Monday, November 14, 2011


In nature, there is a time for everything.

There is a time to sprout and grow.

There is a time to flourish and flow.

There is a time to slow down.

And there is a time to rest.

There is also a time of reflection...a time to reflect on all for which I am grateful.  Cat at The Whimsical Gardener has created the Thanksgiving 30-day Challenge.


mornings in the garden

beauty of blooms

surprises that make me smile

special visits

magical sights

nature walks

quiet moments


Like nature, I am in the midst of slowing down. Although there are a few chores left to do in the garden, there soon will be nothing left to do in the garden until spring. With the chores in the garden decreasing,  the joys and festivities of the holidays will keep me very busy with family visits, cooking, baking, short holiday trips, and celebrating this special time of year. I hope to find some time to rest as well. And so with all of that, I will be taking a blog-cation until January.

Take rest; a field that has rested gives a bountiful crop.

Blogging has offered a very interesting time of discovery and exploration. I have met so many wonderful bloggers and gardeners. And I will miss the interaction that comes with blogging on a regular basis during these weeks until the new year.

To all the readers of The Sage Butterfly, I wish you pleasant holiday feasts and happy moments. I hope during these fun and hectic times of celebration, you will also find some time to rest.

See you in the new year of 2012!
©Michelle A. Potter

Monday, November 7, 2011

The Garden of Loral Acres

In late September, I visited my mother and stepfather and took a few photos of their piece of heaven.

Long ago when my mother and stepfather moved to this piece of land, they created a name for the property that combined parts of their names, Loral Acres. Living here for over 30 years, they have made many changes from creating perennial beds and vegetable gardens to selling off pieces of the land to reduce the workload to creating new vegetable and herb gardens.

Okra blooms abound...

My mother loves flowers, and plants them all around the house.

Her Oakleaf hydrangea is very large with a plethora of blooms. Even in their dried state, they offer a lace-textured complement to the leaves.

The pyracanthas flank the side of the house with lots and lots of berries.

Ice plants are in pots and other containers.

At one point during their residence on this land, they had a very small chapel built on the property. A cypress vine climbs the side of the door.

A screened-in porch sits among the trees as a secluded place to read or nap.

The property is filled with blooms and special spots.

One evening while I was visiting, the sky gave us the most interesting and beautiful display.

Loral Acres is a very quiet and peaceful place, where no cars or trains can be heard. In the distance, there is the sound of mooing cows, crowing roosters, and singing songbirds. I can see why my mother loves this place.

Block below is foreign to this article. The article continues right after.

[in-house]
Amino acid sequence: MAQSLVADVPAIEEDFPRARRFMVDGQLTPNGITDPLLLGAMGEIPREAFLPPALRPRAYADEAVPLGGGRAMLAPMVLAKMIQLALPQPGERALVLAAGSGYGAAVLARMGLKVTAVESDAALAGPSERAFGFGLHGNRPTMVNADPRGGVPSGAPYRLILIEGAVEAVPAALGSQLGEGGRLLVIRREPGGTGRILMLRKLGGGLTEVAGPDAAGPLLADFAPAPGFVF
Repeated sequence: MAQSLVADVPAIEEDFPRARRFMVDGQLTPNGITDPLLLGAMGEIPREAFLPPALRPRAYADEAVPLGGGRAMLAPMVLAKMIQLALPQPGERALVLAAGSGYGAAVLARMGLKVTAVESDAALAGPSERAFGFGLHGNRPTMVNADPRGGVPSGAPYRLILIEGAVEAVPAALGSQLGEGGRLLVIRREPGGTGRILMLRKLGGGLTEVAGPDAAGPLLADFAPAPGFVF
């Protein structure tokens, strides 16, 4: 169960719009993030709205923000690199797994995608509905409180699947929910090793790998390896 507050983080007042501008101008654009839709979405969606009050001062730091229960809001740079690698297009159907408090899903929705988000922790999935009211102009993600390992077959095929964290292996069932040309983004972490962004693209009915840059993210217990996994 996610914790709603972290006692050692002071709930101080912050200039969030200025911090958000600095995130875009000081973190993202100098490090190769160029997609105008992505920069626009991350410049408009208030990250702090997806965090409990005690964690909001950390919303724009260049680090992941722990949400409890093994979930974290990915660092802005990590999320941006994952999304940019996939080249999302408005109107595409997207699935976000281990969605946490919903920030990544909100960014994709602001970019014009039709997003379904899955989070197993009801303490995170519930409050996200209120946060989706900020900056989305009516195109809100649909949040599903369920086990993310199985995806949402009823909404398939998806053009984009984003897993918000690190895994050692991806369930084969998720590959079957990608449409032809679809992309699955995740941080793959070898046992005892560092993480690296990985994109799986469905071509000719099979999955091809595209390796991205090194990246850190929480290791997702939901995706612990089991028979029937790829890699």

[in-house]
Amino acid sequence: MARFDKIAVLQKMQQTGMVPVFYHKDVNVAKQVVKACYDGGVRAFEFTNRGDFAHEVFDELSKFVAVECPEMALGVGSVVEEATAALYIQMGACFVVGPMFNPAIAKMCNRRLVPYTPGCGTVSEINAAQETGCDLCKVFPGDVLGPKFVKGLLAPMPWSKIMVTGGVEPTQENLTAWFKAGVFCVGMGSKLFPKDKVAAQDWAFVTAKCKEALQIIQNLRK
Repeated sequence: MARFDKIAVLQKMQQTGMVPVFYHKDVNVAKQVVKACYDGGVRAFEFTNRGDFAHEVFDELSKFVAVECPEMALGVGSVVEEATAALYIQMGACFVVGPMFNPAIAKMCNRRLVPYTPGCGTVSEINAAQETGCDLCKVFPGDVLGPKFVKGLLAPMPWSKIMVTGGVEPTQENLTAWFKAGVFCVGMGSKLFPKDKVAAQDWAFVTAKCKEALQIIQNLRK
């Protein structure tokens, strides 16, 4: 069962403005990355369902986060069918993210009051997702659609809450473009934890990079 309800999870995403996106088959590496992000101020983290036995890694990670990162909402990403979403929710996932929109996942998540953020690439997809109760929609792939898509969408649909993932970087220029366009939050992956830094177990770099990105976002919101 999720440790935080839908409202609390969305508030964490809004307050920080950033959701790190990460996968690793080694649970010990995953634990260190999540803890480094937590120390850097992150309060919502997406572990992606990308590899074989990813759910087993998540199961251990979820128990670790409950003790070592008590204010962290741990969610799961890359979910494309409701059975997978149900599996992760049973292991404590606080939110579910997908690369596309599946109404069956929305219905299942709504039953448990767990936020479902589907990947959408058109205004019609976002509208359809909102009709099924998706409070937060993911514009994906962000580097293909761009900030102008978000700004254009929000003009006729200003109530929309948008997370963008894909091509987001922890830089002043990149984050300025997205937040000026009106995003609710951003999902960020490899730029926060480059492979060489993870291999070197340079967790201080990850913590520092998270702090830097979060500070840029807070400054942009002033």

©Michelle A. Potter

Tuesday, November 1, 2011

Autumn Amble - W4W Ephemeral

I often take a walk for exercise, fresh air, and clearing the mind. In the basement is a treadmill for those rainy days, but nothing can really compare to walking outside. I take different routes to refresh my senses and to get a glimpse of various nature scenes as they grow and change through the year. It is impossible not to notice all the color at this time of year--the reds and golds and the shadowy light of the low-lying sun.

As I walk through these leaf-filled paths and under the glimmering leaves, I try to savor these images for they are temporary and soon will be gone. Here, autumn has just passed its peak. Now, the leaves will begin to fade to brown and beige and fill the forest floor. Autumn and its artistry will soon be a memory. I am joining Donna at Garden Walk Garden Talk for Word for Wednesday - Ephemeral. Autumn is an ephemeral event.

Ephemeral - brief, episodic, fleeting, transient, impermanent

Although I enjoy living in an area where the seasons cycle through the year, it is always bittersweet to see a season end. Perhaps that is the charm--the seasons leave us wanting more and so we never tire of them.

Another attribute of the seasons is they are never really the same. Each year's autumn may be cooler or warmer than the previous year's autumn-- or more or less colorful. Plants and trees change and grow and therefore are different each autumn than the previous autumn. So, much of what I may see this autumn may be very much altered next autumn.

Much of the time I walk alone so I can completely focus on what I am seeing, smelling, and hearing.

Sometimes it is nice to walk with some like-minded friend who may notice something I did not.

I realize we have weeks to go before the end of autumn, but the array of hues will not be here for long. So, I say goodbye to autumn until next year. Thank you for the exquisite display of colors, textures, and magical sunlight. Thank you for the cool breezes that feel refreshing after a hot summer. I am much obliged to you, Mother Nature, for the opportunity to experience this season of resplendence. Late autumn has its splendor as well, so I say farewell to the undeniable radiance for which autumn is most recognizable.

As I come to the end of my stroll through the pigment of autumn, I stop and relish as much of it as I can...until next year.

©Michelle A. Potter
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